Just as I cannot predict what turns my clients’ lives will take, neither can I predict how they will respond to new challenges. But I walk a part of their path with them, trying to hold a flashlight in front of them, hoping to illuminate choices I can see they are facing. I try to stay open, supportive, in the choices that lie before them. And remind myself to be gentle with myself on my journey, just as I urge my clients to be gentle on their path. No one has done this before. We have to start somewhere. And there is no right or wrong way to do it, so long as you learn something from whatever way you choose. Then that data will be available to inform your next choice. And there is always a next choice, the universe offering another opportunity to learn the lessons of who we are individually and as a community. Keep open. Keep learning. Keep trying.
Forgiveness is a powerful theme in “Hamilton.” How do we deal with betrayal? How do we respond to those who disappoint us or judge us? In the burn of shame or embarrassment, it is easy to react in anger. Relationships and lives are destroyed. How do we continue to live with ourselves and those who have hurt us? Even if you leave or separate, that hurt and humiliation stays in your heart. Until you find forgiveness. Maybe forgiveness is simply forgiving oneself for overreacting, for anger, for hurting in return. Forgiveness is the active mending of the fabric of relationship. The small words “I’m sorry,” I love you,” “I forgive you,” are the needle and thread that rejoin what was rent apart. Is forgiveness possible? Can the awareness for the need for forgiveness arrive in time? Or like Burr in Hamilton, will it only be in retrospect, realizing that “the world was wide enough for both of us.”
If I am to forgive someone who has deeply harmed me, how does that actually play out? The world might be big enough, but what if the offender is in my house or my family? Those are small worlds and are sometimes it seems a impossible to find enough space. Do I try to create space in my heart? Do I move away, separate? Do I stop communication or set limits? How long do I keep my distance. I know many feelings cool with time, space a good night’s sleep and clear thinking. How do I not set myself up for repeat injuries? How do I keep myself from going a step too far that I will regret? What is authentic for me?
Telling the Stories
The stage production of “Hamilton” so enhances the original soundtrack. Dancers in spare white costumes revealed Hamilton’s or other main characters’ experience and emotions in highly charged events. The supporting cast created a web of interwoven relationships and rivalries brought alive by the rap battles, songs and fast pace. The set and costumes were simple, but conveyed the changing eras and loyalties well. Perhaps the most powerful song for me was Washington singing the final song, “Who Lives Who Dies Who Tells Your Story.”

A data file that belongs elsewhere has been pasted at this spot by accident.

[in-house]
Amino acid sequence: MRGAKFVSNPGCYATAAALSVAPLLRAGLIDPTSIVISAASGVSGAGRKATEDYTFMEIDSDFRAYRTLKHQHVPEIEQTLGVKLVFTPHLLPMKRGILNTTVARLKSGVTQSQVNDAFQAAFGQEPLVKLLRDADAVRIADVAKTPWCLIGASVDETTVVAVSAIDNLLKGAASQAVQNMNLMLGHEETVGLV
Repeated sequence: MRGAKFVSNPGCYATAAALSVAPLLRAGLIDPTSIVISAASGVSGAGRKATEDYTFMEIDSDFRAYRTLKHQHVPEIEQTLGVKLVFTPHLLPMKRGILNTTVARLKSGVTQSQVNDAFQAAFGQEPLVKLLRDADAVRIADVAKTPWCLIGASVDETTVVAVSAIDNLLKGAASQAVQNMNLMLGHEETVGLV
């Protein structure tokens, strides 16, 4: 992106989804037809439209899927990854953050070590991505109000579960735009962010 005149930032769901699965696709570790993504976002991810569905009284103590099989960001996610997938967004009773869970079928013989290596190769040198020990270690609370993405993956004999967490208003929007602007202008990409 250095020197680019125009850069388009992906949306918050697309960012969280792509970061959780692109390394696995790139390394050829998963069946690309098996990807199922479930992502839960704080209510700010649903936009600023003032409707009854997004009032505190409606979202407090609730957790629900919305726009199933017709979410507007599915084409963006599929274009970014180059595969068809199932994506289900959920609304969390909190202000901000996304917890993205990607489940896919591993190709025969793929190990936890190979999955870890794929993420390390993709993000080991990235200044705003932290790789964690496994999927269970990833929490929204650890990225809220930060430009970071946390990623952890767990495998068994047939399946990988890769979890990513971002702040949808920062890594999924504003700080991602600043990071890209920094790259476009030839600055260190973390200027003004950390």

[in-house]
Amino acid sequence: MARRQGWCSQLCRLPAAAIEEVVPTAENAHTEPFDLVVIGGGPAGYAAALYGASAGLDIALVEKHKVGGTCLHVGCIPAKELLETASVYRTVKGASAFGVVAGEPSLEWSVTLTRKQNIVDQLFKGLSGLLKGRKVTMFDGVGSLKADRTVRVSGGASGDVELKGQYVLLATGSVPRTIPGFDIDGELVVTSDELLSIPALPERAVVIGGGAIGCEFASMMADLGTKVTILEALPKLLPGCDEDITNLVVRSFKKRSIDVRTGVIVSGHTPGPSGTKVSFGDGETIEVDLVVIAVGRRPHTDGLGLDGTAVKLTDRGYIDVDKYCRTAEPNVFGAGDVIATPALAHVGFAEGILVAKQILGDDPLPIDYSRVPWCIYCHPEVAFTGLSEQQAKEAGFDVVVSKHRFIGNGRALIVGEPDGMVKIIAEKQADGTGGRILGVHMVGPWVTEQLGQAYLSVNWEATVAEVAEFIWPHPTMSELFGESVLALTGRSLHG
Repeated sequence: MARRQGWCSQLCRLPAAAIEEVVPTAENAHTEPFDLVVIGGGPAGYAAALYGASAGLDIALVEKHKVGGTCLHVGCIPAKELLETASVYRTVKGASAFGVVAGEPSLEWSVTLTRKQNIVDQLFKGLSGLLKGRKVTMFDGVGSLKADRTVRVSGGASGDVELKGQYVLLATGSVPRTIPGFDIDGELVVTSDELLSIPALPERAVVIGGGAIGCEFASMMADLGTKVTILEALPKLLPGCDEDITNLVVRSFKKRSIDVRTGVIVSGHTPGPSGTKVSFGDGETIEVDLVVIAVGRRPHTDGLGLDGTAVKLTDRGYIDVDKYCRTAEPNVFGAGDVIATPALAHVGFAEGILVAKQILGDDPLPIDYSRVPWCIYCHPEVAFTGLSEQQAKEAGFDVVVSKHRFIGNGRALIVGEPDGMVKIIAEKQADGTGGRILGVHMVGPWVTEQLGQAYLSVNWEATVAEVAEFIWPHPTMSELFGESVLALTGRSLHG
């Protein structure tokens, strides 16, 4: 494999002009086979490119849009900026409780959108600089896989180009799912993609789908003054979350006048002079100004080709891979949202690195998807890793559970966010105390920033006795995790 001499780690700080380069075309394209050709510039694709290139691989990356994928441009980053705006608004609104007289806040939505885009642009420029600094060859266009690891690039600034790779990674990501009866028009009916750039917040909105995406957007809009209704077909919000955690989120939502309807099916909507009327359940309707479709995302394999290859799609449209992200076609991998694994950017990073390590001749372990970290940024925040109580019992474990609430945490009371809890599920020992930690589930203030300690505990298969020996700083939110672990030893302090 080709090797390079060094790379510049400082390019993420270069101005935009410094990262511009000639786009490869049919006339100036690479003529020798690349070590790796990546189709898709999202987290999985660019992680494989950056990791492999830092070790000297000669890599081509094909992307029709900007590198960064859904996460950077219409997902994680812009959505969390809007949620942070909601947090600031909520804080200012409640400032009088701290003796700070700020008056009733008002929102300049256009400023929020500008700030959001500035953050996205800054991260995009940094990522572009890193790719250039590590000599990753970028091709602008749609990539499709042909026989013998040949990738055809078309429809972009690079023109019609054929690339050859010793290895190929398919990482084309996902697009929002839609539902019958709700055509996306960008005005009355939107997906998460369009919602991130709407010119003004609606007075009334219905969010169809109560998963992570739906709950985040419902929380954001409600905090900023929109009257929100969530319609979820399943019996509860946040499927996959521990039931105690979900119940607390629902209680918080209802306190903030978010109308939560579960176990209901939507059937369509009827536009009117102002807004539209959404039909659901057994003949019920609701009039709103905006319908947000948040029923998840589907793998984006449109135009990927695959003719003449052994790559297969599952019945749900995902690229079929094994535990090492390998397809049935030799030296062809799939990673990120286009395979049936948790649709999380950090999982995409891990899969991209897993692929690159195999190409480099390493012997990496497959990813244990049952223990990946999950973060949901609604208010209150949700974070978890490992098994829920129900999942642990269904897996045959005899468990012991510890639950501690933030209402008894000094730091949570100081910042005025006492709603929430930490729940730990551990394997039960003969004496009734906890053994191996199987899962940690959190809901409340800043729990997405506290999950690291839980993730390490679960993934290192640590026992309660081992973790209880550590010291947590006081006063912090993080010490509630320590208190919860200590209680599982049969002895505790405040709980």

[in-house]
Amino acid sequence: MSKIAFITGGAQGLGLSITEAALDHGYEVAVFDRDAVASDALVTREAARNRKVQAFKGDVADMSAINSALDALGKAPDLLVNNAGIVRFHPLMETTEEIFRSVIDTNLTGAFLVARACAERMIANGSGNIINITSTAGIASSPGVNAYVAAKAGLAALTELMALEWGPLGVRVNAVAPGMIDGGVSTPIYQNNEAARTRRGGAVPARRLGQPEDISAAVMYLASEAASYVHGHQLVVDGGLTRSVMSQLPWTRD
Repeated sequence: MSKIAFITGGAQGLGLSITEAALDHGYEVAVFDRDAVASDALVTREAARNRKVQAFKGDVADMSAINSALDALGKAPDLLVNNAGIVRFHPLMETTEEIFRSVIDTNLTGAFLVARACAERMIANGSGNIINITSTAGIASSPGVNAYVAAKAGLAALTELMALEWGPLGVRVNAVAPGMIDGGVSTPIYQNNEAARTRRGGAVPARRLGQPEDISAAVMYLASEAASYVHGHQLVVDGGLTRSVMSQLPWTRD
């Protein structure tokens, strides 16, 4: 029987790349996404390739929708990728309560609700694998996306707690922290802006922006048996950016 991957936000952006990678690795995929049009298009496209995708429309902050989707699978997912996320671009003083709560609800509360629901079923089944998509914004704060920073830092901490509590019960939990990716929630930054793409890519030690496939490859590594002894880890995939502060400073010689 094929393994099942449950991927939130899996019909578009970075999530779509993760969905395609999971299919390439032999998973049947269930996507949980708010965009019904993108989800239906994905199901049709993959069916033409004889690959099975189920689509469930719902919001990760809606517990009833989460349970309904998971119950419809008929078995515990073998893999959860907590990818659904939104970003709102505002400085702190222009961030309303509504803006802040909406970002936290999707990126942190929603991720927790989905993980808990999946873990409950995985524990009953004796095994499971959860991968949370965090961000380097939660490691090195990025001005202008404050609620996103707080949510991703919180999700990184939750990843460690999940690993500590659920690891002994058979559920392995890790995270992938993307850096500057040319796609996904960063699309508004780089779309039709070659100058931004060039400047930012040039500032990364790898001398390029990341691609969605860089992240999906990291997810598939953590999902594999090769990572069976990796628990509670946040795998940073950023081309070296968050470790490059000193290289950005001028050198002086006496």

I support clients as they discover their own truth and shape their futures with honesty. There are now so many ways to tell our stories. The Internet, blogs, vlogs and social media have flooded us with individual stories that were not available in the 18th Century. I watch my transgender clients grow more confident in learning about others’ transitions and documenting their own, unfiltered experiences and engage in dialogue with honest questions and answers. These b/vloggers offer immediate stories and support, or life stories that suggest caution. In my family, stories of ancestors coming to the US, migrating across the country in covered wagons, fighting on both sides of the Civil War and my grandmother braving the Great Depression as a widow with two young children to raise alone provide inspiration for my own struggles with life’s confusing process. Telling our stories and those of people before us, provide a reality check and inspiration. Reality check, because they were far from perfect heroes or villains. In truth, we are all deeply flawed and we have enormous good in us.
Telling our complex stories face-to-face will never be replaced by other media, but “Hamilton” is a medium which spurs deep emotion and pondering about who we are as individuals and as Americans in this unique era. It is a powerful, fun, moving experience that feeds my spirit as a person and as a citizen. What we do, who we are and what we say well matters, today more than ever.